And while the local presence requirement was raised numerous times, no witness offered comments on the matter of dual listing. See, e.g., id. Vol. I at 17-18, 196-97, 391-92; id. Vol. II at 25-27, 97-98; id. Vol. III at 14-16, 33-35. In short, although OPM and others express present concern about the alleged pernicious effects of dual listing, this same concern was not directly communicated during the CFC Task Force Hearings.
In a general argument, OPM further maintains that Section 618 resulted from a long process of delicate negotiations that sought to accommodate the interests of all CFC participants and that plaintiffs are now seeking to derail that careful bargain through this lawsuit. While Section 618 was in fact the product of a compromise -- thoroughly, vigorously and delicately bargained, that alone is no reason to deny plaintiffs a forum for their claims. All legislation results from compromise; that is its very essence. Taken to its extreme, OPM's argument would preclude any challenges to statutes passed by Congress. That position, of course, is unacceptable.
For these reasons, the Court finds that OPM's extrinsic evidence does not alter the conclusion reached by employing usual methods of statutory construction: that the dual listing prohibition is inconsistent with Section 618 because it is not specifically provided for in the statute. Frustrated in its earlier effort to ban dual listing explicitly, see PPMW I, OPM now seeks to find ambiguity in Section 618 and then interpret that "ambiguity" with after-the-fact rationalization about Congressional intent. Neither of those arguments has merit. Accordingly, it is clear that plaintiffs have a substantial likelihood of prevailing on the merits of their claim.
B. Irreparable Injury
If preliminary injunctive relief is denied, plaintiffs will suffer serious injury. Able to enforce its dual listing proscription, OPM will exclude PPMW and other PPFA affiliates from participation in this year's campaign. Direct financial harm would occur. In the 1987 Campaign, for example, PPMW received $ 190,000 in contributions, a figure representing approximately 20% of its private donations. See Affidavit of Rosann Wisman, submitted with Plaintiffs' Motion for a Preliminary Injunction, paras. 3-4.
Because the CFC is the sole means by which federal workers can be solicited while on the job, the lost monies are irreplaceable. Moreover, these private funds are used to subsidize medical and educational services that PPMW renders to the poor, services that PPMW would be forced to curtail if removed from the Campaign. Implementation of the dual listing rule would therefore adversely affect the Planned Parenthood affiliates and the individuals that they serve.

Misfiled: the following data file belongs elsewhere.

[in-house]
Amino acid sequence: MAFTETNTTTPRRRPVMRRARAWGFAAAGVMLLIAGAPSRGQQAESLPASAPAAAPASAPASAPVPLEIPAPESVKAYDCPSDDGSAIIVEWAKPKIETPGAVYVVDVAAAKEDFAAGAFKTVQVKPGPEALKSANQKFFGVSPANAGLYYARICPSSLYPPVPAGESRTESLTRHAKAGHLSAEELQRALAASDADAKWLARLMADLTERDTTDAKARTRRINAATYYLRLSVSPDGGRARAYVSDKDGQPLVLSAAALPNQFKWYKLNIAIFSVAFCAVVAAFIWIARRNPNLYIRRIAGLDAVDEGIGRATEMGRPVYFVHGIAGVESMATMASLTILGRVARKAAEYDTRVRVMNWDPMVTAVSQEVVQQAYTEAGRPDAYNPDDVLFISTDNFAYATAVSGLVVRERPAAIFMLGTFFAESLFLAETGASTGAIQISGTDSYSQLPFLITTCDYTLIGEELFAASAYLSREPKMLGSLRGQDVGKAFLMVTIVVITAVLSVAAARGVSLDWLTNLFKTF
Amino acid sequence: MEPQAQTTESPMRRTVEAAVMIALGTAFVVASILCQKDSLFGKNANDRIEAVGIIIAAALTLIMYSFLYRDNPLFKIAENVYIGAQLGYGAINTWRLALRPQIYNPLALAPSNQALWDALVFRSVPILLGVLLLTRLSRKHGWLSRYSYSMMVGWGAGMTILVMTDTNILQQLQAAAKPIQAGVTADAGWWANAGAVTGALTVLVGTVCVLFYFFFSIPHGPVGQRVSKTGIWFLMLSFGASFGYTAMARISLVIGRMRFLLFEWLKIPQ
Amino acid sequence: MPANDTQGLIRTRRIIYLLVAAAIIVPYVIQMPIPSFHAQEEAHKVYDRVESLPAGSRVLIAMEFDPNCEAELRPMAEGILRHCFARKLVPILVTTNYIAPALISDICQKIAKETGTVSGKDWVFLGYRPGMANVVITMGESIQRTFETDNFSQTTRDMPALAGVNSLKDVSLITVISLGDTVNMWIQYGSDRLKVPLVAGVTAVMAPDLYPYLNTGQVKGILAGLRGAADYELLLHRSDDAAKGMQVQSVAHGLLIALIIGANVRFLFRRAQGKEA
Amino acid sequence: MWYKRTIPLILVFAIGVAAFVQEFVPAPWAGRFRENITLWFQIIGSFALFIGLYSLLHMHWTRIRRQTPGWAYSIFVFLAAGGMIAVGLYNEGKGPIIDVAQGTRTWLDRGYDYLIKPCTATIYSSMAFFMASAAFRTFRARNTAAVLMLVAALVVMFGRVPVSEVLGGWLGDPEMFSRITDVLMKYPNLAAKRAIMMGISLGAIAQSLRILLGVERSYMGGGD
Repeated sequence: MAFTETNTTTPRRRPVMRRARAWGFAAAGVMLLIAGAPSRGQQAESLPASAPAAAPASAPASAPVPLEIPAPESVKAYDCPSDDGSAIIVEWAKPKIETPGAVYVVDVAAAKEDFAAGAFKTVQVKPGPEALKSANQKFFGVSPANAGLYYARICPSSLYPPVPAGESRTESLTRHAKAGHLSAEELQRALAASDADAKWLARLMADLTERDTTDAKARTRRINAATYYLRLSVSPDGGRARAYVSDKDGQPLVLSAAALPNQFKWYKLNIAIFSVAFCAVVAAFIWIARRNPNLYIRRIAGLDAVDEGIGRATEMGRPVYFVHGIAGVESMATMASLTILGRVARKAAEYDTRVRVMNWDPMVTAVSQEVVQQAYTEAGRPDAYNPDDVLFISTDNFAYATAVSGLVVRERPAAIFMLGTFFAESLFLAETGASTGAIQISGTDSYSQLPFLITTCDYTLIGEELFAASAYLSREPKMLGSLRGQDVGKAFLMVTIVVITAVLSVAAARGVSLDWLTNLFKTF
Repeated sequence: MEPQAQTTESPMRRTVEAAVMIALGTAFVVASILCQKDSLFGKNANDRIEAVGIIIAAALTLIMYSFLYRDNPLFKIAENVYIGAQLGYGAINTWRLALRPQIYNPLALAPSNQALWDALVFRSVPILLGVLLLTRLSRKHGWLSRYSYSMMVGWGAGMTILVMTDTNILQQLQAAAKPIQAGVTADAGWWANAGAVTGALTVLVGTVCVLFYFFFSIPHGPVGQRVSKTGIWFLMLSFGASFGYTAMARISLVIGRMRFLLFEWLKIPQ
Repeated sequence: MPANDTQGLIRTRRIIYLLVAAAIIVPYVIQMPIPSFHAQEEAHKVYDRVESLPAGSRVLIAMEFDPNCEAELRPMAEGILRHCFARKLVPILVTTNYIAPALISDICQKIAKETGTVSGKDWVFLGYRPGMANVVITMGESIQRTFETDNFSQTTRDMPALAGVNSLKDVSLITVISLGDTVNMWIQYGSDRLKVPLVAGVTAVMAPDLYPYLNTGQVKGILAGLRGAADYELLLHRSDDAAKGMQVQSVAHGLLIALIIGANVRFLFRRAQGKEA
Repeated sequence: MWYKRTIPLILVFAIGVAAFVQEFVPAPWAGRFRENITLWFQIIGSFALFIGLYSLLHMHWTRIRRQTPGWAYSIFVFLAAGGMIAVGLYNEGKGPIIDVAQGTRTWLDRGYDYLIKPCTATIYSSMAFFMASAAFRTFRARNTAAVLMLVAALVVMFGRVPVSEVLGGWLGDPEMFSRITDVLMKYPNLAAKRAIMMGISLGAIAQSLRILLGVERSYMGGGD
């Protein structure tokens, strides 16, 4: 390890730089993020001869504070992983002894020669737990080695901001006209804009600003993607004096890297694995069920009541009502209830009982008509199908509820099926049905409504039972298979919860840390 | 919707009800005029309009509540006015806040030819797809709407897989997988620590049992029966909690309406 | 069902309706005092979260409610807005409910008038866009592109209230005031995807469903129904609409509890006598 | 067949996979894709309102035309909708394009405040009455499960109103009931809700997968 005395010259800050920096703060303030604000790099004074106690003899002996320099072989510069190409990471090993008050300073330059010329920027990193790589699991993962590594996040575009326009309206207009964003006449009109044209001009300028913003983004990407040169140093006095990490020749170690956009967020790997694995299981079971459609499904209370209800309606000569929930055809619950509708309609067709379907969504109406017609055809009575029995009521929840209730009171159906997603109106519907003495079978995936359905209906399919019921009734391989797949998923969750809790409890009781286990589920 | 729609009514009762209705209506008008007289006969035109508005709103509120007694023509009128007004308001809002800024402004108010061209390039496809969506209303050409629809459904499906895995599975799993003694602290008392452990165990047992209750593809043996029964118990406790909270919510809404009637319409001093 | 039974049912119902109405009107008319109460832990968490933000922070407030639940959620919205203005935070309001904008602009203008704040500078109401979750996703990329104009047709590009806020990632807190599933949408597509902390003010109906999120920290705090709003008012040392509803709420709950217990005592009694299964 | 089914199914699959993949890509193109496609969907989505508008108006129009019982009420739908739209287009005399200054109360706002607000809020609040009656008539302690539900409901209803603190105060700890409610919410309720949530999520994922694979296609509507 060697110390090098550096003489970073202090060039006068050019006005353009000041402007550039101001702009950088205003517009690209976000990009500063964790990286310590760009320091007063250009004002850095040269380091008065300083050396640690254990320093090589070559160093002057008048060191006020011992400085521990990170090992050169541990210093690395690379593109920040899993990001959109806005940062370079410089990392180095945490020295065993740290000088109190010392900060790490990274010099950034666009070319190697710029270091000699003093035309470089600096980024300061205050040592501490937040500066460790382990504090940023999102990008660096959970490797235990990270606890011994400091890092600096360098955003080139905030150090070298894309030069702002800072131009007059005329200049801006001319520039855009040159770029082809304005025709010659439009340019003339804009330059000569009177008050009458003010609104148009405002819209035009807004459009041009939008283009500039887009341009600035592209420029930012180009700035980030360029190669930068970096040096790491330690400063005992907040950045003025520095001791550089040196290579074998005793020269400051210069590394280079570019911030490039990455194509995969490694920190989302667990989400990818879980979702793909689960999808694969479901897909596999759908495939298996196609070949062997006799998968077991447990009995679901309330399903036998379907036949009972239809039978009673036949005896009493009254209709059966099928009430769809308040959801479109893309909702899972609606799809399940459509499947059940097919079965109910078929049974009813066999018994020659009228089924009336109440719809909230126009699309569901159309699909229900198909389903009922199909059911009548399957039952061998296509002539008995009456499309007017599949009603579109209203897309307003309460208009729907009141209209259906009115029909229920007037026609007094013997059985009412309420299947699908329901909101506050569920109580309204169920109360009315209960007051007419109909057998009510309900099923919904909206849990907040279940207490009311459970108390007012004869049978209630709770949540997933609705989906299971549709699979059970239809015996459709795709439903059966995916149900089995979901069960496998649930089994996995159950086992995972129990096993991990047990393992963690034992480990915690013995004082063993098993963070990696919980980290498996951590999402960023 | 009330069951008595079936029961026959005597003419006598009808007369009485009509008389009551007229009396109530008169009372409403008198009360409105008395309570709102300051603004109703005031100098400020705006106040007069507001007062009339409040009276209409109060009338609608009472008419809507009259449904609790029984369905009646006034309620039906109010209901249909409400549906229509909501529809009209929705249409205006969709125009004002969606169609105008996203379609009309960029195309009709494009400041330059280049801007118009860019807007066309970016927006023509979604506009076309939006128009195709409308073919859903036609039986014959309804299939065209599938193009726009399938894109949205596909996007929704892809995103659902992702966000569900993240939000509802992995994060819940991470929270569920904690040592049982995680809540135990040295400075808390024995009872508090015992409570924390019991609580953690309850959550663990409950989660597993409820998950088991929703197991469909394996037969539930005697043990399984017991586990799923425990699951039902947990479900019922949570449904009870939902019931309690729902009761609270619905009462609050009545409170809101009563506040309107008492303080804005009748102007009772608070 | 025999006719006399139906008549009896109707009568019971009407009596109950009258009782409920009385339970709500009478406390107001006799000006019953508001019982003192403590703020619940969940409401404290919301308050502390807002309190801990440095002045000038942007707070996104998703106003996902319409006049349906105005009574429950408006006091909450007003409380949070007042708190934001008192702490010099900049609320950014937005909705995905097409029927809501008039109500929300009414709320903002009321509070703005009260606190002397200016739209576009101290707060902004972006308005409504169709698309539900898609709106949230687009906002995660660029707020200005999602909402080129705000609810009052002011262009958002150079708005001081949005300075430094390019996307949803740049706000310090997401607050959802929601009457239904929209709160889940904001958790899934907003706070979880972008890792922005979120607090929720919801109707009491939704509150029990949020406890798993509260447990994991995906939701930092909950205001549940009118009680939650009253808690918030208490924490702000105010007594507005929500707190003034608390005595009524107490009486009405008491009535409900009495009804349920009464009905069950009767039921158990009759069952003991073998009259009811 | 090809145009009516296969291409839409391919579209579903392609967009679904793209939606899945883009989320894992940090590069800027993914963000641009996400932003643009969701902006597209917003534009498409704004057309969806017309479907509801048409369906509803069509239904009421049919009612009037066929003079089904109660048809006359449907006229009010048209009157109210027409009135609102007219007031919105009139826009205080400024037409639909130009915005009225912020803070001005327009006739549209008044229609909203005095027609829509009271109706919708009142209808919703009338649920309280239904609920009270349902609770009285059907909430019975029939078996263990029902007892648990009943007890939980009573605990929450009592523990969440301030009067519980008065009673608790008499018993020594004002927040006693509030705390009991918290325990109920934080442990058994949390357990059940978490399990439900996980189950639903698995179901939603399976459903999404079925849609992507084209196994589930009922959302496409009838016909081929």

OPM does not deny the self-evident fact that exclusion form the Campaign will deprive PPMW and other affiliates from receiving a substantial amount of money in federal contributions. Rather, it asserts that PPFA and its affiliates "are part of a hydra-headed organization in which money flows freely back and forth among its constituent parts." Opposition at 15. This lack of financial independence, defendant maintains, will allow PPFA to reimburse its affiliates for any losses that might result from the dual listing ban. Although plaintiffs dispute this characterization of their financial affairs, it is, in any event, irrelevant. Even if the funds of PPFA and its affiliates were readily transferred to one another, exclusion of the affiliates would reduce the overall amount of money available for distribution within the Planned Parenthood "network." If PPFA shouldered this burden, financial harm would still ensue -- only this time it would be PPFA, and not its affiliates, that would be harmed. While the loss cannot be determined in absolute terms, there is no doubt that immediate and irretrievable loss would occur absent preliminary injunctive relief.
C. Harm to Others
OPM envisions a variety of harms that will result if injunctive relief is granted. It first contends that plaintiffs are seeking "an unfair advantage" in this litigation. Pointing out that plaintiffs are the only CFC participants to challenge the dual listing regulation and that the deadline for applications to the CFC has now passed, defendant asserts that plaintiffs will be the sole beneficiaries of a ruling barring use of the dual listing provision. If listed twice in Campaign brochures, PPFA and its affiliates will, according to defendant, receive more money and exposure than organizations listed just once.